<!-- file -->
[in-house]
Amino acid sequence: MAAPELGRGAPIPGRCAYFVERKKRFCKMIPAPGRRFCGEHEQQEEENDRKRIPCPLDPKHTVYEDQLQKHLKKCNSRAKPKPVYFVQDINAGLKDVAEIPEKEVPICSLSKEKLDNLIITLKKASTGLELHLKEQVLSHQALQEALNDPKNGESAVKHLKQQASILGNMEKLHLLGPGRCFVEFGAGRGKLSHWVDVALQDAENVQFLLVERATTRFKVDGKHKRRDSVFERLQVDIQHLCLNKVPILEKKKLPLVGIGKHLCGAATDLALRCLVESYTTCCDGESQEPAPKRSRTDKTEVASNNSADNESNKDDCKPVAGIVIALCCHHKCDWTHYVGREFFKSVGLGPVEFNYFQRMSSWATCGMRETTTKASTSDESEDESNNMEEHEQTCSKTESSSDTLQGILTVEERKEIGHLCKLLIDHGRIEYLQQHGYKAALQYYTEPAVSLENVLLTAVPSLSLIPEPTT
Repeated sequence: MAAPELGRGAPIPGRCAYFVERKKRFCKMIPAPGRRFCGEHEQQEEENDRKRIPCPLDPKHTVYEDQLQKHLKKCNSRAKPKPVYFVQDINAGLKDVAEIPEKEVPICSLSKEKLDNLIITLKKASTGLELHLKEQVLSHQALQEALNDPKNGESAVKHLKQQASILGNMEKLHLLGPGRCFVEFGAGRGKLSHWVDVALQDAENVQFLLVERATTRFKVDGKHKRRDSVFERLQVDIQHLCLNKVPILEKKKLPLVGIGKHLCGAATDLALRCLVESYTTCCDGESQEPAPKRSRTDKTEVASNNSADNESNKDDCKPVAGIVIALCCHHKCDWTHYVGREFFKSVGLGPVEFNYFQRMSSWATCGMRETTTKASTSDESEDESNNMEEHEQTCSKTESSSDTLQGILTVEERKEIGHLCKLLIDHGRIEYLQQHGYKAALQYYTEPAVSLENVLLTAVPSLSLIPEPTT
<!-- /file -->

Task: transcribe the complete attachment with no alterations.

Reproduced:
[in-house]
Amino acid sequence: MAAPELGRGAPIPGRCAYFVERKKRFCKMIPAPGRRFCGEHEQQEEENDRKRIPCPLDPKHTVYEDQLQKHLKKCNSRAKPKPVYFVQDINAGLKDVAEIPEKEVPICSLSKEKLDNLIITLKKASTGLELHLKEQVLSHQALQEALNDPKNGESAVKHLKQQASILGNMEKLHLLGPGRCFVEFGAGRGKLSHWVDVALQDAENVQFLLVERATTRFKVDGKHKRRDSVFERLQVDIQHLCLNKVPILEKKKLPLVGIGKHLCGAATDLALRCLVESYTTCCDGESQEPAPKRSRTDKTEVASNNSADNESNKDDCKPVAGIVIALCCHHKCDWTHYVGREFFKSVGLGPVEFNYFQRMSSWATCGMRETTTKASTSDESEDESNNMEEHEQTCSKTESSSDTLQGILTVEERKEIGHLCKLLIDHGRIEYLQQHGYKAALQYYTEPAVSLENVLLTAVPSLSLIPEPTT
Repeated sequence: MAAPELGRGAPIPGRCAYFVERKKRFCKMIPAPGRRFCGEHEQQEEENDRKRIPCPLDPKHTVYEDQLQKHLKKCNSRAKPKPVYFVQDINAGLKDVAEIPEKEVPICSLSKEKLDNLIITLKKASTGLELHLKEQVLSHQALQEALNDPKNGESAVKHLKQQASILGNMEKLHLLGPGRCFVEFGAGRGKLSHWVDVALQDAENVQFLLVERATTRFKVDGKHKRRDSVFERLQVDIQHLCLNKVPILEKKKLPLVGIGKHLCGAATDLALRCLVESYTTCCDGESQEPAPKRSRTDKTEVASNNSADNESNKDDCKPVAGIVIALCCHHKCDWTHYVGREFFKSVGLGPVEFNYFQRMSSWATCGMRETTTKASTSDESEDESNNMEEHEQTCSKTESSSDTLQGILTVEERKEIGHLCKLLIDHGRIEYLQQHGYKAALQYYTEPAVSLENVLLTAVPSLSLIPEPTT